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Microsoft goes big on AI across all its products, Twitter competitor Mastodon hits one million new members and Could OpenAI help create its own open-source competitor? All these stories and more on Hashtag Trending for Monday March 20th. I’m your host, Jim Love, CIO and Chief Content Officer at IT World Canada and Tech News Day in the US.
A Microsoft blog called “Introducing Microsoft Co-pilot for Work” has laid out the blueprint for a total rollout of AI across all of the Microsoft 365 products and more. The blog outlines how users will unlock productivity across Outlook and Email, Teams, Power BI, Chat and even into code development with GitHub. As the blog post notes:
“All that rich functionality is unlocked using just natural language. And this is only the beginning.”
In the “go big or stay home” vision that Microsoft is outlining:
“Copilot will fundamentally change how people work with AI and how AI works with people. As with any new pattern of work, there’s a learning curve — but those who embrace this new way of working will quickly gain an edge.”
In the post, Microsoft also tackles some of the key issues that that might have held back business users. One of the key elements of making AI highly useful in a corporate setting is its ability to tap into corporate data.
Microsoft touts that Copilot “has real time access to your content and context” and generates its answers based on your business content – your documents, emails, calendar, chats, meetings, contacts and business data.” It also claims that it can evaluate these in terms of your business context – “the meeting you are in now, email exchanges you’ve had on a topic, the chat conversations you had last week..”
But as incredible as this is, it presents some real privacy and security concerns. The same Microsoft blog attempts to allay these concerns by touting its security features and using a model that we all understand – the idea of multi-tenancy.
We all use Software as a Service models like Salesforce or Canada’s Coveo, believing that we are one tenant in a multi-company instance. While we share a single code base, out data is kept separate. Without that belief, SaaS models at the enterprise level would never have reached the size and scope they have.
Microsoft has appealed to that concept to make users comfortable with almost total access to their systems from Microsoft AI.
As well, they have also made a claim that their AI applications will be guided by AI principles and Responsible AI Standards, enabled by a multi-disciplinary team of researchers, engineers and policy experts to provide mitigation to prevent “potential harms.”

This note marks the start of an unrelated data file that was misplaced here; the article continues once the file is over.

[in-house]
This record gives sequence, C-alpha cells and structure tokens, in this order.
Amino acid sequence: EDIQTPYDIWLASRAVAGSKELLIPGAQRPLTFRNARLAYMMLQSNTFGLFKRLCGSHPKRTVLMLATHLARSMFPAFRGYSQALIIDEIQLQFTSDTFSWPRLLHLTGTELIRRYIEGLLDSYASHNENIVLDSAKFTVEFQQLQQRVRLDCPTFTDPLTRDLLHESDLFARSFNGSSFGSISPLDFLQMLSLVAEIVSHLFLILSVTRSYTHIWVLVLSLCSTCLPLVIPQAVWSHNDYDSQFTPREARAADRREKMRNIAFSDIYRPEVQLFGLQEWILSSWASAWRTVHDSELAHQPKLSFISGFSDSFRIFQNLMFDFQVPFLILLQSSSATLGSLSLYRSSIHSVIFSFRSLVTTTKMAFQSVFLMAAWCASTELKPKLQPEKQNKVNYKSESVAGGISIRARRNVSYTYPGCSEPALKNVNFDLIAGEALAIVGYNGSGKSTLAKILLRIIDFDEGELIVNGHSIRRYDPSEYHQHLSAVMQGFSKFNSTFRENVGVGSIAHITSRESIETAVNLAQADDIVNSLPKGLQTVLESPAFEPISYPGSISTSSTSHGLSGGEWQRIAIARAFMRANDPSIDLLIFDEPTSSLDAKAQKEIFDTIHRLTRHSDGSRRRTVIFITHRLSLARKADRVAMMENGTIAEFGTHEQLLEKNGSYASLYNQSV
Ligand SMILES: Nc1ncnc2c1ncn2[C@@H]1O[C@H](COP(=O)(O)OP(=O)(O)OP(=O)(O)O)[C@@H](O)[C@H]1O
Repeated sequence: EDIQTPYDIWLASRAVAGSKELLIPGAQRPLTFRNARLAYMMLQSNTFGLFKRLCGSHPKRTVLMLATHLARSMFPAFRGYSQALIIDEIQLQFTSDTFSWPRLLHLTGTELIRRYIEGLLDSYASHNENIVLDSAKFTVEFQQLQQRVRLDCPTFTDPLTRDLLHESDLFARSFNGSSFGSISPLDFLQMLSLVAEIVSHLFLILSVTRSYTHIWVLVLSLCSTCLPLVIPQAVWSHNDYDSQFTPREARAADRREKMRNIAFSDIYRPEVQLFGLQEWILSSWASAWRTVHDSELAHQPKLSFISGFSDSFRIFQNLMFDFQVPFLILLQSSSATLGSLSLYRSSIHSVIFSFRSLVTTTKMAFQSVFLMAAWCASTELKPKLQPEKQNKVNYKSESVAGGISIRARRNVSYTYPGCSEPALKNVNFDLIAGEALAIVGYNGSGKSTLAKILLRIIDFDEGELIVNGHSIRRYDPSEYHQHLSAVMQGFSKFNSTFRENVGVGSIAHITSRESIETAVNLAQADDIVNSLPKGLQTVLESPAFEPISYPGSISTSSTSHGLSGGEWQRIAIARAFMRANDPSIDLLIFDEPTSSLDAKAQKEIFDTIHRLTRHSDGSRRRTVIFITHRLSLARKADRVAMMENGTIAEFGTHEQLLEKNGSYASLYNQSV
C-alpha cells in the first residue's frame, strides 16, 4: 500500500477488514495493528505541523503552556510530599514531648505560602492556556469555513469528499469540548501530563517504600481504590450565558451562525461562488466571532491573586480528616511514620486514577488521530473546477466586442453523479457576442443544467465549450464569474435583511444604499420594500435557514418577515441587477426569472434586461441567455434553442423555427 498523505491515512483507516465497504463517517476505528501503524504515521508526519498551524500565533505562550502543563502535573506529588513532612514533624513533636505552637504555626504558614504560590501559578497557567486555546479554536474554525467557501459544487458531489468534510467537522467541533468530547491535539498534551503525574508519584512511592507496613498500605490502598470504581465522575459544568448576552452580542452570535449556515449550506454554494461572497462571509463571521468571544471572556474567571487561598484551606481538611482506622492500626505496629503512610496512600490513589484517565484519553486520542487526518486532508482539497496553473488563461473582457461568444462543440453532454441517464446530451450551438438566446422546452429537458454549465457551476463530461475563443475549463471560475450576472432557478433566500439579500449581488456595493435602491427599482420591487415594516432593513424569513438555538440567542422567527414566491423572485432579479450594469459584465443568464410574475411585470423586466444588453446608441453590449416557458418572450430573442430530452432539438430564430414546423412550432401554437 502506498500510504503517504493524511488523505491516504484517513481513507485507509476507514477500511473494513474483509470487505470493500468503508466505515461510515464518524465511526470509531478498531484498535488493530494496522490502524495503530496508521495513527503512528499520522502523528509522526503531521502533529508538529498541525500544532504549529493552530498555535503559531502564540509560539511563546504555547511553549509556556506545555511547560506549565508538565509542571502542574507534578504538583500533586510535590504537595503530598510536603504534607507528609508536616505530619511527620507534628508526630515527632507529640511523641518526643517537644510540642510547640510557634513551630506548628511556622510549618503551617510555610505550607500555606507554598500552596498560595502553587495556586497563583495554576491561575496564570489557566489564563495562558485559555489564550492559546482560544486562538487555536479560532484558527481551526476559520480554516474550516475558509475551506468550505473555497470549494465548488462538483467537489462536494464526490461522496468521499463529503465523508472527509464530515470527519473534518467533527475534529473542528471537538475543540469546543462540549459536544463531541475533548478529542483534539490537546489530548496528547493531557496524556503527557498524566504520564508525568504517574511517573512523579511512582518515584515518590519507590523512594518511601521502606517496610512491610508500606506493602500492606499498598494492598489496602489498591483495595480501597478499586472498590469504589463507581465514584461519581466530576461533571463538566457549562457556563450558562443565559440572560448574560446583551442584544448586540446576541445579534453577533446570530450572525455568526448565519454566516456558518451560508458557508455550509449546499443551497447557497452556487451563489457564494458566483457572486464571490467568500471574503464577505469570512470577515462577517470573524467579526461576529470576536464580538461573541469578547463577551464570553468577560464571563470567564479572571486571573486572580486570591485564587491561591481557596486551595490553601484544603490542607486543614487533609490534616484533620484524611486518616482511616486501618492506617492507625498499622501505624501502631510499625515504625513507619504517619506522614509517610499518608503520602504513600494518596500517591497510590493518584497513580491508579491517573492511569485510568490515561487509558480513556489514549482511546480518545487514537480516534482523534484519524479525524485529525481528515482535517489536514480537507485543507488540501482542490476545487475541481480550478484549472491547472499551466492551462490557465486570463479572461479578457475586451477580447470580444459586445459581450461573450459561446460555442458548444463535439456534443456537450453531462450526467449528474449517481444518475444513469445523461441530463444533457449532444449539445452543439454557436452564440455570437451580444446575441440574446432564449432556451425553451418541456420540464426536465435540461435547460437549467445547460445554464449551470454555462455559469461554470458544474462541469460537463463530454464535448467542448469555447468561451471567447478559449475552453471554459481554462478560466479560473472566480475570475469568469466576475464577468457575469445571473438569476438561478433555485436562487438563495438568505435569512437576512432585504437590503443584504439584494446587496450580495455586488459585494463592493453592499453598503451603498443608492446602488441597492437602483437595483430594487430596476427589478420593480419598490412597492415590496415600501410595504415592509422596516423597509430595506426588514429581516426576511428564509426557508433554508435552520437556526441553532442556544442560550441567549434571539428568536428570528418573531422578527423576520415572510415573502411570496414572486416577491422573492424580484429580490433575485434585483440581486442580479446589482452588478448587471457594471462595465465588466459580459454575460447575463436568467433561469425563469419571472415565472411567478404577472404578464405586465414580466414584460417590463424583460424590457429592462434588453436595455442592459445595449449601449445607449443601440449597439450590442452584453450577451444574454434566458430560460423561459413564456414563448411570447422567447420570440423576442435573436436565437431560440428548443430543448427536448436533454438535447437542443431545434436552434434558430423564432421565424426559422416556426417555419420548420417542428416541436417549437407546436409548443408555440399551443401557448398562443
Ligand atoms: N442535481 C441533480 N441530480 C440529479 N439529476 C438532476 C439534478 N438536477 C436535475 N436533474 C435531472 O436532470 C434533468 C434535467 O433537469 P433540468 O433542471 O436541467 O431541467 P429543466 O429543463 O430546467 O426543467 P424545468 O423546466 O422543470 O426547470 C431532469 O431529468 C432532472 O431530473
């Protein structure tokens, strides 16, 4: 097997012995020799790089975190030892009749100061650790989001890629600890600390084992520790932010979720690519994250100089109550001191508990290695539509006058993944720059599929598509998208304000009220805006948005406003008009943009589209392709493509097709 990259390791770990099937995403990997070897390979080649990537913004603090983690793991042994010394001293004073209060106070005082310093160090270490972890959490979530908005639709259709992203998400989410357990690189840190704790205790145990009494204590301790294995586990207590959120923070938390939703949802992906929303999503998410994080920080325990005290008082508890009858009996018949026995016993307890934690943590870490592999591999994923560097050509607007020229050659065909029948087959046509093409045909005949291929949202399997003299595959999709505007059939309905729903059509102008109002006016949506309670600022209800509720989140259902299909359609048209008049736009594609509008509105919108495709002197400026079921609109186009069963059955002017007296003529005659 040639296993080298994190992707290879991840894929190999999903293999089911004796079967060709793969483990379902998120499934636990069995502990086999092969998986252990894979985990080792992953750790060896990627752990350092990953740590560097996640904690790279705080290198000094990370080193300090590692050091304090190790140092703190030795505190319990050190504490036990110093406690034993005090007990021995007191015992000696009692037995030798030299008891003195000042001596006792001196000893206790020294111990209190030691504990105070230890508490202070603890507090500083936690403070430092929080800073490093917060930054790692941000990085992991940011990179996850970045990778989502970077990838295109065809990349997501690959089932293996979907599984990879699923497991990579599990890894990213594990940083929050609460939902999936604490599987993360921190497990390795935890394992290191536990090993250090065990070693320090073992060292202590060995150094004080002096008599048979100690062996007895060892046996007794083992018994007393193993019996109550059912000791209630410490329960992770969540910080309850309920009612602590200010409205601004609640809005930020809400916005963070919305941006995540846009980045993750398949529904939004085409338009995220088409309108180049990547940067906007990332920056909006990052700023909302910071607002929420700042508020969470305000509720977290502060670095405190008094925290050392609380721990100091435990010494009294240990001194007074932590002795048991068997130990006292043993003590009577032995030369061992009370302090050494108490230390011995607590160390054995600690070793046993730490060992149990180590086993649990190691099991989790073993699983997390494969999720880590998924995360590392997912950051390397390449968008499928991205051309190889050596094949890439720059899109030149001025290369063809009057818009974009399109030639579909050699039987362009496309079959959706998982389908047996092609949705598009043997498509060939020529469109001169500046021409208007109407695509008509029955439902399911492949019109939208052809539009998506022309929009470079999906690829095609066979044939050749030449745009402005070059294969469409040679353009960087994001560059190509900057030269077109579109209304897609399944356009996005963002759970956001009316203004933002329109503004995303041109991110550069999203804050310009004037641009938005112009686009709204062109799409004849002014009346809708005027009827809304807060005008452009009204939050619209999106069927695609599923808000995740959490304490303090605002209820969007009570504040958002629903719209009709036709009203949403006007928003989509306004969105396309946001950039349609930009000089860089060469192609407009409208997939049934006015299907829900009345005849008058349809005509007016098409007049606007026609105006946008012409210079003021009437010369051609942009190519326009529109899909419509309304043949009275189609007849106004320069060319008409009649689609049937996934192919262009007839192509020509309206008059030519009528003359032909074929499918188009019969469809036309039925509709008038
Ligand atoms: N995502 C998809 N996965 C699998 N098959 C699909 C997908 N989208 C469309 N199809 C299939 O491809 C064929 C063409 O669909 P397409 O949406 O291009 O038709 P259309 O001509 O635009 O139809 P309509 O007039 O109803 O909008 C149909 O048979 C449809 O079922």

While we have no data prove or disprove this statement, we did a story last week pointing out that Microsoft had reportedly gotten rid of the team assigned to ethics and responsibility for OpenAI.
If they succeed, they offer a solution to one of the great challenges of AI and analytics in the modern company – almost 80% of corporate data is inaccessible and virtually unusable. It’s even called “dark data.” A great deal of that lies in email, office documents and other relatively unstructured sources. Any facility which could access that and produce results will indeed offer a revolution in analytics and automation.
If they can action this road map, Microsoft’s claim that we can automate the 80 per cent of work that is drudgery and retain only the 20 per cent that is productive for humans could be a realistic and achievable goal. But even if it’s only partly achieved, it could accelerate the inevitable transformation of so called “white collar” work forever.
Mastodon hits 10,000,000 members
At the current rate of growth, the upstart Twitter rival Mastodon will hit 10,000,000 new members before this podcasts goes to air.
Mastodon, for those who do not know is an open-source, decentralized federation of servers called the Fediverse. It was developed by a young German programmer, Eugen Rochko and first announced in October 2016.
Mastodon is owned by a German not-for-profit so it cannot be sold, and even if there were some way around this, the protocols that support the federation of servers are open source. In fact, Meta’s rumoured new Twitter replacement will use the same open-source protocols called ActivityPub that supports Mastodon.
It’s been a bit of a novelty since that time, attracting users who largely came but didn’t remain active. In 2022, when Elon Musk bought Twitter, the number of members spiked growing to almost 1,000 per hour in the weeks after the purchase. Numbers did subside to hundreds per hour but would often have temporary spikes when Musk did or said something offensive or controversial.